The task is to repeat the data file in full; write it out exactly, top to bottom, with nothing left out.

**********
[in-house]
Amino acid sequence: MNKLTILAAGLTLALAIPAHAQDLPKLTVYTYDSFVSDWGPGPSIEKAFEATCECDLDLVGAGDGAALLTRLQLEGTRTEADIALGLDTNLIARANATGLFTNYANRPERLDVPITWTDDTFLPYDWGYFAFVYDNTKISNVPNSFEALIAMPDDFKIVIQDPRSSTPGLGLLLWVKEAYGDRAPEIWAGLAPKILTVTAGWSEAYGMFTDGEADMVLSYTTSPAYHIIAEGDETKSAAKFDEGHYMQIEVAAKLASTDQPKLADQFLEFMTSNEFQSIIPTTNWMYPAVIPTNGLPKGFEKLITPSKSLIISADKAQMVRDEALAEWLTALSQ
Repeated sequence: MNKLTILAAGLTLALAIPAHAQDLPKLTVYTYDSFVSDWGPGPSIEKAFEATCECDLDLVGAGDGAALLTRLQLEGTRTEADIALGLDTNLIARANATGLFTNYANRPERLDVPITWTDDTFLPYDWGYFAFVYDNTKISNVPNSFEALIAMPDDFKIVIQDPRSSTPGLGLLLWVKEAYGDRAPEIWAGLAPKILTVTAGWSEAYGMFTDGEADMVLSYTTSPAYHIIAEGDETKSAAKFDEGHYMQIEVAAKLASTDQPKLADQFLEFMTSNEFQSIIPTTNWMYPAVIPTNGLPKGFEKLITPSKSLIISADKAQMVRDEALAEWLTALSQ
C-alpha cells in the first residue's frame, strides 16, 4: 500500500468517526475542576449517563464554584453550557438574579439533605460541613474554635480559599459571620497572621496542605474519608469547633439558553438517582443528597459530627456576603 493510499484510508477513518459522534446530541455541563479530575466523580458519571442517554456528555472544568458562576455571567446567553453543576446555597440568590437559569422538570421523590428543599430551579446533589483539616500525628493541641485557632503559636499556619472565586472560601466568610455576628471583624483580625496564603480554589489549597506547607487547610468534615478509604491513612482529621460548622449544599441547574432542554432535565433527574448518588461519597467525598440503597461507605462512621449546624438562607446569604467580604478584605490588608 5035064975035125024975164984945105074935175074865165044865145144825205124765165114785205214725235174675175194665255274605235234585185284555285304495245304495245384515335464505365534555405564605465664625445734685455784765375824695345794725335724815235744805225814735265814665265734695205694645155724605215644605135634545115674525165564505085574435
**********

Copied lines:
[in-house]
Amino acid sequence: MNKLTILAAGLTLALAIPAHAQDLPKLTVYTYDSFVSDWGPGPSIEKAFEATCECDLDLVGAGDGAALLTRLQLEGTRTEADIALGLDTNLIARANATGLFTNYANRPERLDVPITWTDDTFLPYDWGYFAFVYDNTKISNVPNSFEALIAMPDDFKIVIQDPRSSTPGLGLLLWVKEAYGDRAPEIWAGLAPKILTVTAGWSEAYGMFTDGEADMVLSYTTSPAYHIIAEGDETKSAAKFDEGHYMQIEVAAKLASTDQPKLADQFLEFMTSNEFQSIIPTTNWMYPAVIPTNGLPKGFEKLITPSKSLIISADKAQMVRDEALAEWLTALSQ
Repeated sequence: MNKLTILAAGLTLALAIPAHAQDLPKLTVYTYDSFVSDWGPGPSIEKAFEATCECDLDLVGAGDGAALLTRLQLEGTRTEADIALGLDTNLIARANATGLFTNYANRPERLDVPITWTDDTFLPYDWGYFAFVYDNTKISNVPNSFEALIAMPDDFKIVIQDPRSSTPGLGLLLWVKEAYGDRAPEIWAGLAPKILTVTAGWSEAYGMFTDGEADMVLSYTTSPAYHIIAEGDETKSAAKFDEGHYMQIEVAAKLASTDQPKLADQFLEFMTSNEFQSIIPTTNWMYPAVIPTNGLPKGFEKLITPSKSLIISADKAQMVRDEALAEWLTALSQ
C-alpha cells in the first residue's frame, strides 16, 4: 500500500468517526475542576449517563464554584453550557438574579439533605460541613474554635480559599459571620497572621496542605474519608469547633439558553438517582443528597459530627456576603 493510499484510508477513518459522534446530541455541563479530575466523580458519571442517554456528555472544568458562576455571567446567553453543576446555597440568590437559569422538570421523590428543599430551579446533589483539616500525628493541641485557632503559636499556619472565586472560601466568610455576628471583624483580625496564603480554589489549597506547607487547610468534615478509604491513612482529621460548622449544599441547574432542554432535565433527574448518588461519597467525598440503597461507605462512621449546624438562607446569604467580604478584605490588608 5035064975035125024975164984945105074935175074865165044865145144825205124765165114785205214725235174675175194665255274605235234585185284555285304495245304495245384515335464505365534555405564605465664625445734685455784765375824695345794725335724815235744805225814735265814665265734695205694645155724605215644605135634545115674525165564505085574435